This morning as I went running on the beautiful river walk near my new apartment (BEST way to see the sunrise!), I was listening to a podcast… as usual. This morning, it was Jeff Goins’ The Portfolio Life, and the episode was called, “The Wrong Reason to Go (Back) to College.” You should listen to it, here.
Ultimately the question he poses is more of less my subject line: is a college education useful anymore, or is it a better idea to create your own education?
I’m one of the lucky ones, I guess, in the sense that I actually use my college degree (biochemistry) every day in my medical practice. I couldn’t do what I do now without that background (because they wouldn’t have let me in to med school without the prereqs). For that reason, it was money well spent.
But, I would certainly agree that college is becoming an increasingly poor investment. A quick Google search tells me that a four year in-state college costs $9139 per year; a public four year out of state college is $22,958, and a private four year college is $31,231. Yet unemployment rates for college grads is currently 7.2%, while underemployment is 14.9%. That means 22.1% of current college grads are graduating with debt between $36,500 and $125,000, with little to no means of repayment.
Goins also makes the excellent point that often, college classes (particularly in liberal arts, but also often in business or in the tech industry) are taught by professors who have not actually worked in the industries they’re training their students for. Most of the college grads I’ve talked to say that college coursework didn’t truly prepare them for their jobs in “the real world,” beyond teaching them how to think, and giving them a piece of paper that (sometimes, if they’re lucky) qualified them to be considered for the position in the first place.
This definitely wasn’t my experience in medical school—I felt that my preparation there was exceptional for what I faced in “the real world.” But I could argue that this is because medical school is far closer to an apprenticeship than is the training for most positions. The didactic courses there are taught by practicing physicians who know what’s clinically relevant and what isn’t, and they emphasized in class the clinical pearls they knew we’d need in practice. We also spent two years in rotations, practicing under licensed docs who could correct us and teach us in a clinical setting. What is that if not an apprenticeship?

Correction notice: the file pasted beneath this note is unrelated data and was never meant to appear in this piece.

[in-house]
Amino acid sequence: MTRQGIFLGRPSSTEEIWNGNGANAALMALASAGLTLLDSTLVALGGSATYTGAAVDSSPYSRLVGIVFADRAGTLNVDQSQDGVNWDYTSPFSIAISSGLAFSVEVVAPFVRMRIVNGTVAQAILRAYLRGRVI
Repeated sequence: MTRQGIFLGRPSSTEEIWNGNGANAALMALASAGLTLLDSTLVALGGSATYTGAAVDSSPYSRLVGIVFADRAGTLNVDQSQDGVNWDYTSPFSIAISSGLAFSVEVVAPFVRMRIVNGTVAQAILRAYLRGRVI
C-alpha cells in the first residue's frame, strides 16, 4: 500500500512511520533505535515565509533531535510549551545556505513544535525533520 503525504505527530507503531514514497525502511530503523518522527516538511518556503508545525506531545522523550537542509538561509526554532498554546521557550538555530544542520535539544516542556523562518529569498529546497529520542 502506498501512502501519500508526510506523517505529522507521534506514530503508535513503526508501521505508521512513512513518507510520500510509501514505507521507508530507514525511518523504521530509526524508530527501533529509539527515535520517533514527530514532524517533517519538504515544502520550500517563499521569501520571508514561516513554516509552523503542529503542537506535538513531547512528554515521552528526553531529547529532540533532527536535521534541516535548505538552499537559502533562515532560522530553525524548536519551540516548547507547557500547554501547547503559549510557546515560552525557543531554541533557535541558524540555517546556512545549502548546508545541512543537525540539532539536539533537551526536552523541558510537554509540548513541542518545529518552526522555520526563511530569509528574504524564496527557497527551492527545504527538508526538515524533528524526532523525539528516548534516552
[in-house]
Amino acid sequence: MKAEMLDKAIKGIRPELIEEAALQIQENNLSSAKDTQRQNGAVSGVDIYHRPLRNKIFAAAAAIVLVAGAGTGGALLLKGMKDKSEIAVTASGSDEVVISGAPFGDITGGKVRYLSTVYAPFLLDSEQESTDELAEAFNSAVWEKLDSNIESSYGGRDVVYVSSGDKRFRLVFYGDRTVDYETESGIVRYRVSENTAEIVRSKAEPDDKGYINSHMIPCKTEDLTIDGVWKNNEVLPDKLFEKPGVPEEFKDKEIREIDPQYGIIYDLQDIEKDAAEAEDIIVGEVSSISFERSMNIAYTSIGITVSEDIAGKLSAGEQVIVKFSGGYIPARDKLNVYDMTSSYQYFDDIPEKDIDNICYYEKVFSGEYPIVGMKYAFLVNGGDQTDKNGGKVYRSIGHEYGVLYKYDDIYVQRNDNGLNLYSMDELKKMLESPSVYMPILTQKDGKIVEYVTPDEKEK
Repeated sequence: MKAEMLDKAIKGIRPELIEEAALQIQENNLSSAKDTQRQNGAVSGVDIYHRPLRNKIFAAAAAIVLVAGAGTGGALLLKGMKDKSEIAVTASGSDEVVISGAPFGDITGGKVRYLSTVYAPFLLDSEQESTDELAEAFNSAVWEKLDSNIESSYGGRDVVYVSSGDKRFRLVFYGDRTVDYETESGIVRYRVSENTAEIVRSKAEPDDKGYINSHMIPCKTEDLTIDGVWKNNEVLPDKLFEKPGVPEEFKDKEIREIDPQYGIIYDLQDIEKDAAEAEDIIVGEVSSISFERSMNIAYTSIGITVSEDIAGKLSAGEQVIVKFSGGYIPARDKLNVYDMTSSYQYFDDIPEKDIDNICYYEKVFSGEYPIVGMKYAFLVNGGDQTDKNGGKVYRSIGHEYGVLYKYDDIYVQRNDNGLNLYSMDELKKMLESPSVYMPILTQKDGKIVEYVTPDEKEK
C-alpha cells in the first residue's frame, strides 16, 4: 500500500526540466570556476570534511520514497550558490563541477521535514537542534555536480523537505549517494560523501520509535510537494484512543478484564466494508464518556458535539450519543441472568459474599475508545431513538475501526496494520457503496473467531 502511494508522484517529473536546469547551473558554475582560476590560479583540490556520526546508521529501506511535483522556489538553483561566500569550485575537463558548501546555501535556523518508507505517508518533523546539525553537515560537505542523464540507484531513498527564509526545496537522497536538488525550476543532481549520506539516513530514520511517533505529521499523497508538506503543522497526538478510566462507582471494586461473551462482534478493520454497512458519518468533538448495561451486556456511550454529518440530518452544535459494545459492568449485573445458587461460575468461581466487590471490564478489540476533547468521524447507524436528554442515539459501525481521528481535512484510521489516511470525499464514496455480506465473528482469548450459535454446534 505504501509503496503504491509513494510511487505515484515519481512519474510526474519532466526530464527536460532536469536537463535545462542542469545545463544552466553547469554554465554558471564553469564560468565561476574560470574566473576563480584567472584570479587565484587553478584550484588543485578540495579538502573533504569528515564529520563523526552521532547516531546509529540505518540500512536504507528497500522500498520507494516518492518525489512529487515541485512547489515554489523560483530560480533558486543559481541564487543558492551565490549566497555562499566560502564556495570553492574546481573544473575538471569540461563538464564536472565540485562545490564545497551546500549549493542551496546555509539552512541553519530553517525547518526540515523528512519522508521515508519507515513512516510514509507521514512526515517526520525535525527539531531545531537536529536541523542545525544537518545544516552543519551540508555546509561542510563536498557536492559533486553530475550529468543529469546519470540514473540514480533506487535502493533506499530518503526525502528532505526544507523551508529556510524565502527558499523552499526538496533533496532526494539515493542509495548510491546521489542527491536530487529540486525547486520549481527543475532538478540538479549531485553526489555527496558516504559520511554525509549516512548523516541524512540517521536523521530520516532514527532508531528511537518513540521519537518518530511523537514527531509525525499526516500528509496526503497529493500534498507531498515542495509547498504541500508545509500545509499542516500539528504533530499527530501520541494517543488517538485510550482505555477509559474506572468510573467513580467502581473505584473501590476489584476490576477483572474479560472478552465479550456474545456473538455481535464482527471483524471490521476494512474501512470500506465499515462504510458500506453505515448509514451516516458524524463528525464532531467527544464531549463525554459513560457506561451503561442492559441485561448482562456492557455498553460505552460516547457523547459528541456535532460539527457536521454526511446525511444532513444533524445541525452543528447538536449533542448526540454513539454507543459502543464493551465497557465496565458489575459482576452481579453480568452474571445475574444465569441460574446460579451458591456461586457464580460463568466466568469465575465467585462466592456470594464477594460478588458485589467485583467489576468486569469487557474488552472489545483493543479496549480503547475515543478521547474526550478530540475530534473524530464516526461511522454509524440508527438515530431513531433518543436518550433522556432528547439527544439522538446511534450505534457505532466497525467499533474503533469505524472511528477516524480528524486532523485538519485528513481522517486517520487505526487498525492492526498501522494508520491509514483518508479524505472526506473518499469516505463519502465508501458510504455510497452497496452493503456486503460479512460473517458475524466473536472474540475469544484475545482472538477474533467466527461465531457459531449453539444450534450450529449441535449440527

I think it’s a shame that more professions don’t have a system like this. A few others do encourage internships, though, and I think this is great. How else can students learn 1) whether they like the profession in the first place, and 2) what skills are truly applicable?
Goins suggests that, for those who don’t have a clear apprenticeship opportunity available to them, go make your own internship. Find someone who’s doing what you want to do (or what you think you might want to do), and interview them. Find out what a day in the life really looks like, and ask them how they got where they are. If you have to pay them for that information, then by all means do so… because that kind of information is valuable. It saves you the time of having to learn all the lessons they’d learned on your own.
These days, with the internet, YouTube, online course platforms like udemy.com and lynda.com, audiobooks on demand and podcasts on every subject you can imagine, it’s possible to learn on your own almost anything you might otherwise learn in a classroom. I LOVE that. It’s amazing. I get to enroll in “Automobile University” every day, and consume new ideas while I’m stuck in traffic. So for subjects that are idea-heavy (rather than placing the emphasis on practical skills that you’d have to learn in an internship setting), how much does the piece of paper really matter anymore? Especially at the price of $125,000?
I’m just wondering how much longer the system will manage to survive in its present form.